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I Want My Employees to say: "It's Not My Job"

How to Turn "It's Not My Job" Into An Opportunity

ImageNothing can be more irritating to a customer, coworker or a leader than to hear someone spout off, “It is not my job!”  As a customer, I don’t care what’s in your job description.  What I care about is your ability to help me.  As a coworker, I’m more interested in a collaborative team effort and the success of our company.  As a leader, I consider your talents to be of value to the overall objectives and expect you to step up when needed.  (And as your leader, when you give me that kind of attitude I’m inclined to consider helping you find a different job in a remote location.)

“It’s not my job” has become a phrase that people use to excuse themselves from additional or undesirable work.  In some workplaces, it is used as the “invisible force field” that people invoke as they quote their job description and successfully avoid professional responsibility.  It is nothing more than the mantra of the lazy.

Let’s stop right there.  I’m going to suggest that we look at the phrase in a new way.  When an employee says “It’s not my job” - they are right.  Whatever is being asked of them is not their job.  It is no one’s job.  Because, none of us have a job.  That would be true if we worked in an environment that promoted personal and professional responsibility vs job descriptions and commands.  Our role as leaders is not to force or enforce job functions.  We are responsible to equip quality, productive people that have a mission-oriented mindset, not a job mentality.  They hear of a need and immediately consider “how can I best achieve the desired results?”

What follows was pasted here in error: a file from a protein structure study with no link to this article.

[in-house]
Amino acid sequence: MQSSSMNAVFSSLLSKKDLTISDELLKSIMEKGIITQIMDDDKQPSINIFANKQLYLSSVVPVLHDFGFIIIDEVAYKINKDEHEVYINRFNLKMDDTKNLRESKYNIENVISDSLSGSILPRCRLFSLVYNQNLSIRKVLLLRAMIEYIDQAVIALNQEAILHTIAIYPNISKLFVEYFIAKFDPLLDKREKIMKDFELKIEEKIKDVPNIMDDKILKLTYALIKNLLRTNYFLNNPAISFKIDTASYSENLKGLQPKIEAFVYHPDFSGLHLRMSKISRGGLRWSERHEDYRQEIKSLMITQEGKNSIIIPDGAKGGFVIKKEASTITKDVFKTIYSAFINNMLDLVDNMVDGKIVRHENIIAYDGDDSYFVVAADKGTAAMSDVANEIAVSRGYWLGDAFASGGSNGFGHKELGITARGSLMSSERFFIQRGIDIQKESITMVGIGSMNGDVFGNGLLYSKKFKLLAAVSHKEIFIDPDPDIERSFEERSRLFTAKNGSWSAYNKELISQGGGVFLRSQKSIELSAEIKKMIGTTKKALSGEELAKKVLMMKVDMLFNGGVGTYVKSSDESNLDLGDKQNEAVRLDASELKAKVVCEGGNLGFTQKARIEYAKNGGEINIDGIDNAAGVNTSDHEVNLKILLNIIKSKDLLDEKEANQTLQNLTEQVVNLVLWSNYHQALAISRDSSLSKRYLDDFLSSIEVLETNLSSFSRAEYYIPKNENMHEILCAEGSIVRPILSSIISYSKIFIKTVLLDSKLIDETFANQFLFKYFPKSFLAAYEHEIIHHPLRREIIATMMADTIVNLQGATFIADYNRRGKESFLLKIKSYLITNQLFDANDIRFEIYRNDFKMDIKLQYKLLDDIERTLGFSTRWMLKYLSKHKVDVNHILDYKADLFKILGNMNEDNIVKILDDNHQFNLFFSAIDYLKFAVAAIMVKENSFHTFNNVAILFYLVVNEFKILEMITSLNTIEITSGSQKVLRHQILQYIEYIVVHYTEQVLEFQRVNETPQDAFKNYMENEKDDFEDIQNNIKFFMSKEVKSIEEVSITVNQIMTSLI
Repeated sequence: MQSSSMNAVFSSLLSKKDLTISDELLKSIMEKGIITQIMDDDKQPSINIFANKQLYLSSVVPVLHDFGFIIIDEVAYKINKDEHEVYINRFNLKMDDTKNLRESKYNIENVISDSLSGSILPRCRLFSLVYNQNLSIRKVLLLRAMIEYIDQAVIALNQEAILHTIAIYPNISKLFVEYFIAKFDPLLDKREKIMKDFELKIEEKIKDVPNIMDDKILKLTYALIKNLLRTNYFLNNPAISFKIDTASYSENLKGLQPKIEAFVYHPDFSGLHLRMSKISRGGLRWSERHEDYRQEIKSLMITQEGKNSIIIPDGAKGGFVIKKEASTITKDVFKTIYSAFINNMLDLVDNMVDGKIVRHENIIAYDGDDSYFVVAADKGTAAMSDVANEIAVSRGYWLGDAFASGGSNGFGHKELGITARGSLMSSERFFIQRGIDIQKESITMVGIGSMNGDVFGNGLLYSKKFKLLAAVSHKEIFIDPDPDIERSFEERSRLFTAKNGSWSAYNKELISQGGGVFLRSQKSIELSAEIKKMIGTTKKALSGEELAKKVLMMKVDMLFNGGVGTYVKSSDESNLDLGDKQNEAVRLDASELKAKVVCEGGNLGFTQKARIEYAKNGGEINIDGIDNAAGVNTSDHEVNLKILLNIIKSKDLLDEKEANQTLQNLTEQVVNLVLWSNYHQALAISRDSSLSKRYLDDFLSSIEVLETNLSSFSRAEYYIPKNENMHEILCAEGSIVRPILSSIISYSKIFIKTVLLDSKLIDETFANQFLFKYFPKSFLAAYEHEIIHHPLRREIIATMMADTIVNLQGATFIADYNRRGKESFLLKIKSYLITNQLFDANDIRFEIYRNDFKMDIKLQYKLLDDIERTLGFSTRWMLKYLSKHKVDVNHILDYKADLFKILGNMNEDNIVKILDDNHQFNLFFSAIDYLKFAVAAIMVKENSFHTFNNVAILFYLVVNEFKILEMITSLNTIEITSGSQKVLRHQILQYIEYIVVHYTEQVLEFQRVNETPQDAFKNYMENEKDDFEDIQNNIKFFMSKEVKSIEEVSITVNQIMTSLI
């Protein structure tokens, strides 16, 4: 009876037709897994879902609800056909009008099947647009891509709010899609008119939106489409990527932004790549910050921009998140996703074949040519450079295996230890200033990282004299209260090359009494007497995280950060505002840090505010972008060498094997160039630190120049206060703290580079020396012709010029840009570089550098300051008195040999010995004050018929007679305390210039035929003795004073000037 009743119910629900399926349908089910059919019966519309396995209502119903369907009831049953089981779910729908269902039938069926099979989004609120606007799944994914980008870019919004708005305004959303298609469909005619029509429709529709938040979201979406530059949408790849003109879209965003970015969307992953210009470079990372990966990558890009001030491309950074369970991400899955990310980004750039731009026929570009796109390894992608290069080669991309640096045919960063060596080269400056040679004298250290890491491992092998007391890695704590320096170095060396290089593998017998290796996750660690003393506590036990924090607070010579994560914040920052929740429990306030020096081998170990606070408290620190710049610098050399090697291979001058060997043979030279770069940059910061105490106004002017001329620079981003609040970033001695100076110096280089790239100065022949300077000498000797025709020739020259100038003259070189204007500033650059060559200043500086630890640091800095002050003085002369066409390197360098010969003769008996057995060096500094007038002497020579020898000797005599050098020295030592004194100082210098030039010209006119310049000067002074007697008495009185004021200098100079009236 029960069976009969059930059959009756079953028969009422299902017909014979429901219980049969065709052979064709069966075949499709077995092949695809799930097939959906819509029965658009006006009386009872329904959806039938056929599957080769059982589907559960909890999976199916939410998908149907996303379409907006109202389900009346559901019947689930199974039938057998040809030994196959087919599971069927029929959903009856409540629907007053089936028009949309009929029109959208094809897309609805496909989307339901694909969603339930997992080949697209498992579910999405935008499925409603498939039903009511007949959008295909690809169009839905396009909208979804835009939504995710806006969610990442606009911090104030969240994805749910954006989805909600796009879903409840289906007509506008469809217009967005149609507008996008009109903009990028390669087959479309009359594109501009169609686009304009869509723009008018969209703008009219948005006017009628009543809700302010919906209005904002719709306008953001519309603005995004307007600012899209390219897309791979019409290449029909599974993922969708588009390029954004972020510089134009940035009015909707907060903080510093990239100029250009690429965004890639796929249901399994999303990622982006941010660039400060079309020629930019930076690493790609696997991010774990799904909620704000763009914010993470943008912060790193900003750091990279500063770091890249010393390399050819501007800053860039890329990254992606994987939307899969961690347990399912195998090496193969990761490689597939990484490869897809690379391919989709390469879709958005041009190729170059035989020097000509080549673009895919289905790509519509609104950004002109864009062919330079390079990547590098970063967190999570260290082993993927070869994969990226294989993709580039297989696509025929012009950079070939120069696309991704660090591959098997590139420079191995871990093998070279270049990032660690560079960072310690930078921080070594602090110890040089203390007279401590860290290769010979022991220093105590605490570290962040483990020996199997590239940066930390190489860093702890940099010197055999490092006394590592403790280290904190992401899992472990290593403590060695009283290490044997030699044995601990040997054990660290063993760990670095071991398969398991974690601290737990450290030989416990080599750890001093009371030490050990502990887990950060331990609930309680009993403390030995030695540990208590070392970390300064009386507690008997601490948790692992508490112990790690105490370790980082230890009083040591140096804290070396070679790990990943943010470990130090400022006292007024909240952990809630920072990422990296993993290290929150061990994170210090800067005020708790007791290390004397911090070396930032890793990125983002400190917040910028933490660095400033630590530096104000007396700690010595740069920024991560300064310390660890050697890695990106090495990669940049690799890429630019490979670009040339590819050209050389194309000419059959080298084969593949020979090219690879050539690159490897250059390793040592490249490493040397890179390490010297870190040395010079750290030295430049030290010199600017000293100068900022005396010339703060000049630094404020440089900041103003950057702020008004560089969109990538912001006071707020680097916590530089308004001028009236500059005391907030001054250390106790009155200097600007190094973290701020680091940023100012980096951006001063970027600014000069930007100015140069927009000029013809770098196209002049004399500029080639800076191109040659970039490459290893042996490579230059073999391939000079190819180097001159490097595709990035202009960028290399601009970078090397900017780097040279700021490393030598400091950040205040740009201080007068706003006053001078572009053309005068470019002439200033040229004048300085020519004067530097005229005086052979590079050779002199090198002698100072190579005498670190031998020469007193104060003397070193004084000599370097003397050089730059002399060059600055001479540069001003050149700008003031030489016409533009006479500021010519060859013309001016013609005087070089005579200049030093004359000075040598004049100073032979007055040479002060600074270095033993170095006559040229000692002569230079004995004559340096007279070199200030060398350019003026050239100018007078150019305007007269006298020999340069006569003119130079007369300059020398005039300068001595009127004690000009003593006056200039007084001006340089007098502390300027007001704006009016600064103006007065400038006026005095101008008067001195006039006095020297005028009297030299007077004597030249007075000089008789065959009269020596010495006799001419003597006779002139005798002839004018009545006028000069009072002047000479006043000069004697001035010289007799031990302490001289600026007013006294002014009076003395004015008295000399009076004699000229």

The right environment gives permission to workers to say, “It’s not my job - it is my mission… to wow the customer, help my coworkers succeed, and move our company to the leading edge of our industry.”  That attitude and atmosphere is what separates progressive, growing companies from those that are struggling to make a profit.  

There are FOUR WAYS TO PROMOTE A MISSION MINDSET:

1)  Create An “On-A-Mission” Environment.

Don't manage the job descriptions, lead the people.  Here are some quick tips for changing the focus of the work environment.  

  • Identify the "Why":  The Purpose gives meaning to the project.
  • Switch from a Top Down approach to a Side by Side Culture.
  • Model and Expect Engagement.  Communicate frequently that business growth is driven by personal growth.

2)  Coach Employees to Identify Their Role with the Mission.

Yes, there are specific duties and tasks that each of us are assigned and accountable to complete.  Don't stop there.  Help your employees see the bigger picture and encourage them to consider how their role compliments the misison.  

Skip Weisman wrote about this in a great article “Eliminating It’s Not My Job Attitudes”

He said: When everyone in the company understands the ultimate outcome or purpose, everyone’s “job” is to contribute to it by applying their unique talent and skill in their “role.”

3)  Cross Train for Stellar Outcomes

A team success becomes more important than an individual success.  When employees have a better understanding of other’s roles and can function in that role when called upon, they are more open to doing what ever it takes to accomplish the mission.

4)  Correct the Chronic with a Conduct Policy

There will be times that you must address the person that refuses to be mission focused and hold them accountable to a standard that is higher than they prefer.  You do not want to ignore this issue or it will become your problem.  To keep this conversation from being personal, make it a matter of policy.  My friend Monica Wofford has a great perspective on how to accomplish this in her blog, “What Happens When That’s Not My Job Becomes That’s Not My Problem.”

-- Steven Iwersen

 

 

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